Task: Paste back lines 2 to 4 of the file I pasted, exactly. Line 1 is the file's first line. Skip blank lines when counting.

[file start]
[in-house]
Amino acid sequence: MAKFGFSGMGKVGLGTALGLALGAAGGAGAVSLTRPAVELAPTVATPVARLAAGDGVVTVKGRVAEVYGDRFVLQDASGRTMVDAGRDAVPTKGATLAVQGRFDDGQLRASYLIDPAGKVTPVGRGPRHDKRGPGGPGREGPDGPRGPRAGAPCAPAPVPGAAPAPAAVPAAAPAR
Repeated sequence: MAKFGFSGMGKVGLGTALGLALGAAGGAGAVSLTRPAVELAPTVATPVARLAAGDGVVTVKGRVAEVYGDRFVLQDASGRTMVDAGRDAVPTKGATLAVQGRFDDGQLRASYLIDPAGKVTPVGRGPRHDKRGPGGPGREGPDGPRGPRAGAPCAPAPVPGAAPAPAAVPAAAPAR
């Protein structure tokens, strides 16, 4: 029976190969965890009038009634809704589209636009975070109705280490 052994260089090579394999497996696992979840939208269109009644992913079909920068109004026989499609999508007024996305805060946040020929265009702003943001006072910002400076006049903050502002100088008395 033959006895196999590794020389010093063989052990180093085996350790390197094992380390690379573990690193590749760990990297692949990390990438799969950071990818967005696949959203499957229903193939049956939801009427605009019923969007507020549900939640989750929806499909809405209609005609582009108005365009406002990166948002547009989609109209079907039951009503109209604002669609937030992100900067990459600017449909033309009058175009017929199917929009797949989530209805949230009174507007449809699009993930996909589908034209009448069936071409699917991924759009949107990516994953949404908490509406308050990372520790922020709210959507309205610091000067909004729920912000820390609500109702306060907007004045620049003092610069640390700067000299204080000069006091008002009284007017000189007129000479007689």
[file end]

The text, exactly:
Amino acid sequence: MAKFGFSGMGKVGLGTALGLALGAAGGAGAVSLTRPAVELAPTVATPVARLAAGDGVVTVKGRVAEVYGDRFVLQDASGRTMVDAGRDAVPTKGATLAVQGRFDDGQLRASYLIDPAGKVTPVGRGPRHDKRGPGGPGREGPDGPRGPRAGAPCAPAPVPGAAPAPAAVPAAAPAR
Repeated sequence: MAKFGFSGMGKVGLGTALGLALGAAGGAGAVSLTRPAVELAPTVATPVARLAAGDGVVTVKGRVAEVYGDRFVLQDASGRTMVDAGRDAVPTKGATLAVQGRFDDGQLRASYLIDPAGKVTPVGRGPRHDKRGPGGPGREGPDGPRGPRAGAPCAPAPVPGAAPAPAAVPAAAPAR
């Protein structure tokens, strides 16, 4: 029976190969965890009038009634809704589209636009975070109705280490 052994260089090579394999497996696992979840939208269109009644992913079909920068109004026989499609999508007024996305805060946040020929265009702003943001006072910002400076006049903050502002100088008395 033959006895196999590794020389010093063989052990180093085996350790390197094992380390690379573990690193590749760990990297692949990390990438799969950071990818967005696949959203499957229903193939049956939801009427605009019923969007507020549900939640989750929806499909809405209609005609582009108005365009406002990166948002547009989609109209079907039951009503109209604002669609937030992100900067990459600017449909033309009058175009017929199917929009797949989530209805949230009174507007449809699009993930996909589908034209009448069936071409699917991924759009949107990516994953949404908490509406308050990372520790922020709210959507309205610091000067909004729920912000820390609500109702306060907007004045620049003092610069640390700067000299204080000069006091008002009284007017000189007129000479007689």